First, query generation is a process in which participants directly suggest the core content of directives which are to be rewritten in a formal style. In this process, participants were asked to write a natural language query for each of the given two speech acts on the assigned topic444These were given by the process managers in Cho et al. (2020), but here we let them be created by the workers to make the contents more diverse and to benefit from the preferences. Since the query structure differs by speech act type as in Cho et al. (2020), the created queries did not overlap across the workers. The queries were checked for suitability, to avoid personally identifiable stuff or the ones that can cause social harm. A total of 125 queries were generated for each (topic, act) pair. The example of queries per some (topic, act) is shown below. All the queries are generated in Korean, but described here in English for demonstrative purpose.
(Shopping, Alt. Q) The one that has better A/S between Samsung and Apple
(Entertainment, Wh-Q) The TV channel number where the news is on at 8:00 p.m.
(Messenger, PH) Not to turn on WeChat automatic update
(Smart home, REQ) To recharge the wireless vacuum cleaner in the multi-room
No particular style was considered in generation, but the workers were asked to make up the expressions that fit with colloquial context and daily life. Also, knowledge-intensive questions or queries with multiple contents were asked for modification.
Next is a process in which the workers of the subgroups exchange queries generated by each other and rewrite them into formal style sentences555In this process, the workers check the validity of the query created by each other, that the incompleteness of the queries that the moderator could have omitted can be pointed out.. We primarily asked for the formal style because there are more diverse expressions for formal utterances in the Korean language regarding indirect speech and honorifics Byon (2006), so that it is easier for paraphrasing compared to informal ones that might not come to the worker’s mind at the first place. It was required that the utterances fit with the conversation with the senior or elderly addressees rather than the friends or juniors.
Softening the commands to requests
Mentioning the addressee’s responsibility
Lessening the addressee’s burden
Asking the availability of the addressee
Some of these characteristics are shared across the culture Brown et al. (1987). It may also be exhibited similar in the East Asian society Gu (1990) and within similar syntax such as Japanese Okamoto (1999); Fukada and Asato (2004). However, we faced language-specific considerations regarding the functional and lexical expressions and asked the workers to reflect them in the construction. Simultaneously, to fit with the naturalness within colloquial context, written-style or outdated phrases/words were eschewed.
The final process is modifying directive sentences written in formal style into informal sentences. Here, the workers convert the other person’s formal sentences, created from the original query they had generated, checking the typos and misunderstandings once again. ‘Informality’ defined here is slightly different from being rude or impolite, but instead means the conversation moves towards a more comfortable and personal relationship. Rao and Tetreault (2018).
In this process, we asked the workers to maintain the overall sentence structure, of which the diversity was already obtained owing to policies in writing formal sentences. With this, we could prevent the potential overlap between the converted sentences and also guarantee ‘parallel’ data. This can be more effective in the Korean language where the indirectness is often distinguished from formality; for instance, a cautious request to a younger brother can be informal but indirect.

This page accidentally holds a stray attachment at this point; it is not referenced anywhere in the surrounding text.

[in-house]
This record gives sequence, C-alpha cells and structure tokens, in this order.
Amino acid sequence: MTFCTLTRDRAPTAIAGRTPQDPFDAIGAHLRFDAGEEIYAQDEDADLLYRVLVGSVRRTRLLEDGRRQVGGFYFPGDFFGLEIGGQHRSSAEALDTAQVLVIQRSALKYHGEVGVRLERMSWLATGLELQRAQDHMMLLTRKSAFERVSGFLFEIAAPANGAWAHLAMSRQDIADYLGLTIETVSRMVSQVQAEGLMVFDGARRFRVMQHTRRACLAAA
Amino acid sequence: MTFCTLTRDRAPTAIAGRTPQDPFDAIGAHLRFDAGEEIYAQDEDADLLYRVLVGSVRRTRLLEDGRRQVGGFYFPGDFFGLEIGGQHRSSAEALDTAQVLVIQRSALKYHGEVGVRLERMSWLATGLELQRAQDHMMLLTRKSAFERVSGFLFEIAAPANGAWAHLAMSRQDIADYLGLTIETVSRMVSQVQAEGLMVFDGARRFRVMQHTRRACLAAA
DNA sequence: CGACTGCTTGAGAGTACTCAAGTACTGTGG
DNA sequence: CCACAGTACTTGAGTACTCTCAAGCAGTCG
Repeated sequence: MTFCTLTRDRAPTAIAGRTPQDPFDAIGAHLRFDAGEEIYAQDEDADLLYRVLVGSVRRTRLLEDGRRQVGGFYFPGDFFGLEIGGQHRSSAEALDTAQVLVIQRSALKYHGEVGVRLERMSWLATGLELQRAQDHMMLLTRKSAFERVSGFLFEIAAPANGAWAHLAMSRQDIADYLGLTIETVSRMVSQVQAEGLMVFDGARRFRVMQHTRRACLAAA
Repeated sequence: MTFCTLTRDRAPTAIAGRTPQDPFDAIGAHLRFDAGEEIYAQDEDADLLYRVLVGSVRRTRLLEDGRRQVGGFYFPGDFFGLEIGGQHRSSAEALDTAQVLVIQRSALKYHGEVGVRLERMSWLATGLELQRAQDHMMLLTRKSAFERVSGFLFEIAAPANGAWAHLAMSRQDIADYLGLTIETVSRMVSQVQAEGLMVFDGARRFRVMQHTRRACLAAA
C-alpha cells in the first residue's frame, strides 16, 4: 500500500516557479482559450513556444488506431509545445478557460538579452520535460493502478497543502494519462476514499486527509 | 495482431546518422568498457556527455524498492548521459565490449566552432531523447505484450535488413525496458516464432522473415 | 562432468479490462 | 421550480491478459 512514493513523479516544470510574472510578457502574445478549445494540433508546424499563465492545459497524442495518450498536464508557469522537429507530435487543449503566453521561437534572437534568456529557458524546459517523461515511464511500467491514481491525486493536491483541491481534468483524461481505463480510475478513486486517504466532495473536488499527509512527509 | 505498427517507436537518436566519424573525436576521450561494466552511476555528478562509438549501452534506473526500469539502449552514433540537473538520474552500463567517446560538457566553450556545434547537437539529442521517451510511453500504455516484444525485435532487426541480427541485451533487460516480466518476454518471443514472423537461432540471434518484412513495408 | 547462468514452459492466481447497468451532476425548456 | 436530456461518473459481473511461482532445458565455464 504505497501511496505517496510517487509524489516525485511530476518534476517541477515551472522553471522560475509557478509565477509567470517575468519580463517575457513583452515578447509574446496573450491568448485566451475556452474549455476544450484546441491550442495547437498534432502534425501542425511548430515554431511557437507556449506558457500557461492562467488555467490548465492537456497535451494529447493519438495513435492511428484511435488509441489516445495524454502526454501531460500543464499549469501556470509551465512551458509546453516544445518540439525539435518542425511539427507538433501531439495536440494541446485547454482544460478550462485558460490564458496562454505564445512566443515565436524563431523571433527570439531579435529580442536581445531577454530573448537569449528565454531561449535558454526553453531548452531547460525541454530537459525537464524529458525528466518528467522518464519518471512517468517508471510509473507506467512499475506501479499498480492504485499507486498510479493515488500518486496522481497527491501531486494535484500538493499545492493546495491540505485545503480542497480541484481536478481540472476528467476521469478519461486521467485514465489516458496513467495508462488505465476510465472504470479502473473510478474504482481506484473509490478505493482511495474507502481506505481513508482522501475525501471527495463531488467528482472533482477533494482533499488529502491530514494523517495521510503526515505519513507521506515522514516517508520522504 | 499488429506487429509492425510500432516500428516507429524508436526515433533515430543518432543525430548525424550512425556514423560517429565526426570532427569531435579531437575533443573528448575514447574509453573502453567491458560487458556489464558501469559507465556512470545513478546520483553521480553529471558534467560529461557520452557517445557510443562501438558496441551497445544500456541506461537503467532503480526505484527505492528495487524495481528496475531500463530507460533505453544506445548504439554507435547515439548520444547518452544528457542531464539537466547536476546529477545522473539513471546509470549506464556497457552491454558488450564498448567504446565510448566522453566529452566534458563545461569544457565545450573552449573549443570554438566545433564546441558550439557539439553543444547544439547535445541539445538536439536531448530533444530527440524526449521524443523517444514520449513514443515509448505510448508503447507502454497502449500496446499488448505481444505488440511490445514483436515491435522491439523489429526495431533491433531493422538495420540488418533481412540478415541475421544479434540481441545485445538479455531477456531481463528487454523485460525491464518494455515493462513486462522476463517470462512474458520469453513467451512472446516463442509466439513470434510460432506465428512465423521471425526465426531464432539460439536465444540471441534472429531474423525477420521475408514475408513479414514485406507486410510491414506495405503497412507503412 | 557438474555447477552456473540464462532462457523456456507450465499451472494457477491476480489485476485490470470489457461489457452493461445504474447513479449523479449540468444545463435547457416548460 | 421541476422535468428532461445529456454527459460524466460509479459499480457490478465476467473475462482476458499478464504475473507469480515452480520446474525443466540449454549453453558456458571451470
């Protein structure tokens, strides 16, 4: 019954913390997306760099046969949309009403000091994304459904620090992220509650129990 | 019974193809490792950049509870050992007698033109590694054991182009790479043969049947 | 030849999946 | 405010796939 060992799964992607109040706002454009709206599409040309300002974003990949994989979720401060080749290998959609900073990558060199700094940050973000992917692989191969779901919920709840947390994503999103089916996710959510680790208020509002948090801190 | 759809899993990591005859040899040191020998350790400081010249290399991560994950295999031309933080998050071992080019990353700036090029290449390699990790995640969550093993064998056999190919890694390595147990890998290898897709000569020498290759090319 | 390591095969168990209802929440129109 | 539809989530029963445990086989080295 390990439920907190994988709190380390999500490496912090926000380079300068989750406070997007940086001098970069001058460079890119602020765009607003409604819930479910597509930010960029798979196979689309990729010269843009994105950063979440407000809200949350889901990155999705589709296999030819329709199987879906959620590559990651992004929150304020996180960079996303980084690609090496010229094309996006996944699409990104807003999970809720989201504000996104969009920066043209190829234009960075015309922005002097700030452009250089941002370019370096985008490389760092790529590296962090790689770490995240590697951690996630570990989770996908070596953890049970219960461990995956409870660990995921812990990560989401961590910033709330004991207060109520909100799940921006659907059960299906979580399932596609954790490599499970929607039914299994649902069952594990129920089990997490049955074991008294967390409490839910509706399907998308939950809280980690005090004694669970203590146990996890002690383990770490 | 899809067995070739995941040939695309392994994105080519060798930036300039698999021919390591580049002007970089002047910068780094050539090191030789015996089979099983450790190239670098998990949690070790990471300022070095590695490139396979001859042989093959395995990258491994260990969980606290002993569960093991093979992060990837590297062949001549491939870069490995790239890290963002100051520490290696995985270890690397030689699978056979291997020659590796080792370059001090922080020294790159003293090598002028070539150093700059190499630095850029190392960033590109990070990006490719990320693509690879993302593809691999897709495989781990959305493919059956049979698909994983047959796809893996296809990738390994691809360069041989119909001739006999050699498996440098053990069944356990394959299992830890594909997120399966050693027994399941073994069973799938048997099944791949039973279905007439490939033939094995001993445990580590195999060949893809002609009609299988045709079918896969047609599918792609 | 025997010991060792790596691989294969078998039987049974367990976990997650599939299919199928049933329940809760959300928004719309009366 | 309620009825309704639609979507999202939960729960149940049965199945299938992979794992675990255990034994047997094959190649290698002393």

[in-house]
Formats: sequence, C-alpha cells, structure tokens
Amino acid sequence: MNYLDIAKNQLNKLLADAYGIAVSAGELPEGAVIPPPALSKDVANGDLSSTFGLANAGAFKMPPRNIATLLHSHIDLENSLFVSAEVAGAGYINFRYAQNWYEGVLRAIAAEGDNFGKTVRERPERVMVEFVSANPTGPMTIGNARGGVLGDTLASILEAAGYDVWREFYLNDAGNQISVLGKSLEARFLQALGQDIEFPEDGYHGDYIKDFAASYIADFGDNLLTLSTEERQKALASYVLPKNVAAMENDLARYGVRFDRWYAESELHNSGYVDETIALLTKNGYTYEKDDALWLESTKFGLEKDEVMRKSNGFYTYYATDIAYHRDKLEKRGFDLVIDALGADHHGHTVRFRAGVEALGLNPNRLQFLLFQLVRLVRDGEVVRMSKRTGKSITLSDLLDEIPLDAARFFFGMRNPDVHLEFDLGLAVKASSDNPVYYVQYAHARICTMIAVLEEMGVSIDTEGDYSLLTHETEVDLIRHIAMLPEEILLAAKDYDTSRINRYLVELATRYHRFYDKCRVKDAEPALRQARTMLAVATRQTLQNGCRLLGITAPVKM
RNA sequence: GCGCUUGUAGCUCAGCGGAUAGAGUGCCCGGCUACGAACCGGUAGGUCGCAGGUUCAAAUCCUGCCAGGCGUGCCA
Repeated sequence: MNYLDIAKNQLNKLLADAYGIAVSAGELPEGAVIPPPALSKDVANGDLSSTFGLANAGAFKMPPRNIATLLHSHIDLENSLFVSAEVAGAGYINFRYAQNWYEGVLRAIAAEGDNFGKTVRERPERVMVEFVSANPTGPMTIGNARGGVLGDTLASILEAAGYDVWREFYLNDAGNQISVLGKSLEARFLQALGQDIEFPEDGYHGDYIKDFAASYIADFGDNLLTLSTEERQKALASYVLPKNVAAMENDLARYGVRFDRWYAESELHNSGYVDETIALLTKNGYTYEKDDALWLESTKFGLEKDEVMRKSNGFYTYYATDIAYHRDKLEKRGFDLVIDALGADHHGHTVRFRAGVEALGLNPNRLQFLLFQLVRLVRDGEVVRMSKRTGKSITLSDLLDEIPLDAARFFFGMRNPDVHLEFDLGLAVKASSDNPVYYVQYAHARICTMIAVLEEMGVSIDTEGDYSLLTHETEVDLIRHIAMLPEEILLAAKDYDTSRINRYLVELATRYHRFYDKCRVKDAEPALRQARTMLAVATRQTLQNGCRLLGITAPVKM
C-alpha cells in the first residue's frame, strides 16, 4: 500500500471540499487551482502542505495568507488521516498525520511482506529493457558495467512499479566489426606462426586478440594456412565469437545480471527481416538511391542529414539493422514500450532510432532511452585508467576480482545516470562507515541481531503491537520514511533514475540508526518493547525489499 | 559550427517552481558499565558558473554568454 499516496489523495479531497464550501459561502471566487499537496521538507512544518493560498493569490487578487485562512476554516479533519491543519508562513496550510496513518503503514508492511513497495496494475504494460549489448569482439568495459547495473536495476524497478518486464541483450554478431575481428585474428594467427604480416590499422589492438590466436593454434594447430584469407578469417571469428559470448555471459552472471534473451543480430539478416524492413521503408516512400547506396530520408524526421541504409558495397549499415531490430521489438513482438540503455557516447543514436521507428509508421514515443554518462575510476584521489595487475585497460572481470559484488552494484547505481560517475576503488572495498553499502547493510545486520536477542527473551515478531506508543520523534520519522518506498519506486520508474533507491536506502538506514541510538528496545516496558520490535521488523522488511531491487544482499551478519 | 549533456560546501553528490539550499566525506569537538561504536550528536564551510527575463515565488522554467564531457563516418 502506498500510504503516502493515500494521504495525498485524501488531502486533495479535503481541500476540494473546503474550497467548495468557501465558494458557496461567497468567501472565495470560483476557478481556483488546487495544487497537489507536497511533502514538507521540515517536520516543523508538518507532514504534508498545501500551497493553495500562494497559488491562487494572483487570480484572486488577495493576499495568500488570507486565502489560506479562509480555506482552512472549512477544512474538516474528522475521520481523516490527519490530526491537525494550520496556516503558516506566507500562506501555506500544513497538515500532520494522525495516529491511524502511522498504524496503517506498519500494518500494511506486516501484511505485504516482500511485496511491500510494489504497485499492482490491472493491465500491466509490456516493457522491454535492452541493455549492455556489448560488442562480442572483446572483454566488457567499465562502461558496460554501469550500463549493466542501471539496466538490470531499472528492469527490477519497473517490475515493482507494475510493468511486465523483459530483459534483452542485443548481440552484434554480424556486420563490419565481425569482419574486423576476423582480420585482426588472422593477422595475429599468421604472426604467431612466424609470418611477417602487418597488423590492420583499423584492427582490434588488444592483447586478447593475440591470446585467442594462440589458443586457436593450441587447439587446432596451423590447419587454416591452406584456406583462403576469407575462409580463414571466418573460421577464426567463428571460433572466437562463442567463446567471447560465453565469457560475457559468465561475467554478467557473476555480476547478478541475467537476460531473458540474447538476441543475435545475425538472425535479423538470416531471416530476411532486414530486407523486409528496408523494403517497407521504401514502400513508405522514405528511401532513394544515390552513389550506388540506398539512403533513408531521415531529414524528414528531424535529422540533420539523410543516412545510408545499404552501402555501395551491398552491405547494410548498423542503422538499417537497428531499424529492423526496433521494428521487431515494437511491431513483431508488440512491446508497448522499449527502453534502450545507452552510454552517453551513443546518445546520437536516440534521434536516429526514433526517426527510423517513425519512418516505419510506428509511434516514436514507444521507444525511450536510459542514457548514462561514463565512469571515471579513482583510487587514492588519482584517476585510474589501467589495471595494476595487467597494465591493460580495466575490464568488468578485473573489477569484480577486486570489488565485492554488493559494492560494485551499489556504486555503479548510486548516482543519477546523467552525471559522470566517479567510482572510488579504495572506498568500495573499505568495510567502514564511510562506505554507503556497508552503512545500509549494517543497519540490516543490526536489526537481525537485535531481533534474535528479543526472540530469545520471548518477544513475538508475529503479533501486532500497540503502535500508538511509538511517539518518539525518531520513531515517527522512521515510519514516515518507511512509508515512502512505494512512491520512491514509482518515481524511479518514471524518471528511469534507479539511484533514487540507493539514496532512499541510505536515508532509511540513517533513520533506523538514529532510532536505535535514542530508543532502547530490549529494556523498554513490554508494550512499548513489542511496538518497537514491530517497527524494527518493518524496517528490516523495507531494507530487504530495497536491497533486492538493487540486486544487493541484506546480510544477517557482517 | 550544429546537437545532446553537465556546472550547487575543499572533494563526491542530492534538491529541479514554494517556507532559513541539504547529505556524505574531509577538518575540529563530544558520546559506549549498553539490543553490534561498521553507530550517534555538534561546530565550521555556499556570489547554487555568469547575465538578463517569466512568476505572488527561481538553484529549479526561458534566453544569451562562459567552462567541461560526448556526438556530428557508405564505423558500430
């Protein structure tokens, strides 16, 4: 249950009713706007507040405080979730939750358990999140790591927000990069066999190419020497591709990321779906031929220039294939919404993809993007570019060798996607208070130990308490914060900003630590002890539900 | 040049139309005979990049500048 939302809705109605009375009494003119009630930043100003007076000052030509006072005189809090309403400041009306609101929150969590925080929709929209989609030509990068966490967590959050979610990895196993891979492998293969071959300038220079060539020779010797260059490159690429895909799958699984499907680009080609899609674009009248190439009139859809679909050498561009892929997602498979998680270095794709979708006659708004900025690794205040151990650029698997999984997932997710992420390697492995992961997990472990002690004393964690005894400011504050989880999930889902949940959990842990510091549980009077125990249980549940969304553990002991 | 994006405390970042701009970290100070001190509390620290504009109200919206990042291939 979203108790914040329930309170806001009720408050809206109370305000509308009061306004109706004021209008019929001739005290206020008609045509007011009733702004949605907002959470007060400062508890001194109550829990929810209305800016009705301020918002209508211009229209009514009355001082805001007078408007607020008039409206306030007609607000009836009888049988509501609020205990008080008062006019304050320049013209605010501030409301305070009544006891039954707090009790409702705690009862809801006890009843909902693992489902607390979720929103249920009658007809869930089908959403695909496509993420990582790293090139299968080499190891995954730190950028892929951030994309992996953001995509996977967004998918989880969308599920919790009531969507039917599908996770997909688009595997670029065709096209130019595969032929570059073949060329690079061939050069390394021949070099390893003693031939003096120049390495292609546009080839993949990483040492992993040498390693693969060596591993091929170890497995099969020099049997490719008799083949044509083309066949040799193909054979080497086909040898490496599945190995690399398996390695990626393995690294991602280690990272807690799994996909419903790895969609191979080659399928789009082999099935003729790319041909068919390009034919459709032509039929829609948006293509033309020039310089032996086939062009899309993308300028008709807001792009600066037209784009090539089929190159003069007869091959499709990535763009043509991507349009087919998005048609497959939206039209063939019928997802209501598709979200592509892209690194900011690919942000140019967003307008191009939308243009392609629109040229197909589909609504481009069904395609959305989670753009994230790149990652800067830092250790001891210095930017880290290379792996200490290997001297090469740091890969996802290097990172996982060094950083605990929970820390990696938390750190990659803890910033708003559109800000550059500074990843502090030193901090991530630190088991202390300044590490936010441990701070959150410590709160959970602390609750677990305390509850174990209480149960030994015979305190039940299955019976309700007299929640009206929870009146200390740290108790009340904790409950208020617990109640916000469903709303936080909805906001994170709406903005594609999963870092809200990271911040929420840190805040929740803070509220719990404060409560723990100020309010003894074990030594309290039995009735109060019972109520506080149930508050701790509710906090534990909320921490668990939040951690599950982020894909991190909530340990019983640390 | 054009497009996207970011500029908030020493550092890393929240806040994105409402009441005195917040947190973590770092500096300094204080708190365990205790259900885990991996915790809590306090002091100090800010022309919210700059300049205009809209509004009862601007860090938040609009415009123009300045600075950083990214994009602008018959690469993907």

Style conversion was performed in various aspects such as change in sentence enders, honorifics, and lexicons (such as nation to country). The workers were encouraged to insert or delete some phrases depending on the naturalness regarding the content, and to perform at least two word-level modifications. The detailed guideline666https://docs.google.com/document/d/1gjyEMCcp0mxmdzSKdd5OrLFVikyq22OsxXHisSr2THY for the whole process was provided to the workers with the example query-sentence tuples, and we exhibit one of them (Figure 1).
The corpus was refined by three native speakers with corpus construction experience for Korean directive sentences. In this process, typos, awkward sentences, and paraphrases that are not sufficiently diverse were inspected, and the reviews were reflected by the moderators.
Through the experiment, we display that the proposed construction scheme provides a corpus that can simultaneously enable multiple tasks, which can bring advantage from a practical viewpoint.
Speech act classification
Sentence style transfer
For each of the total 24 [topic, act] chunks where we have 125 queries each, we set aside 80% (100 queries) for training, 4% (5 queries) for validation, and 16% (20 queries) for the test. From the whole dataset of volume 30,000, the training set contains 24,000 sentences and 1,200/4,800 for dev/test each. The queries were chosen randomly, and all the sets have an equal rate of topic and speech act ratio.
Topic (TOPIC) and speech act (ACT) classification are intuitively formulated. There are 5,000 utterances for each topic and 7,500 utterances for each speech act, where six topics and four speech acts are set for the labels.
Paraphrase detection (PARA) requires a sentence pair. In Cho et al. (2020), the sentence similarity was defined in 5-fold, checking if topic or speech act overlaps between the two input sentences, with the highest similarity if the queries are identical (the paraphrases). The paraphrase detection task was derived from here by formulating the multi-class problem into a binary task.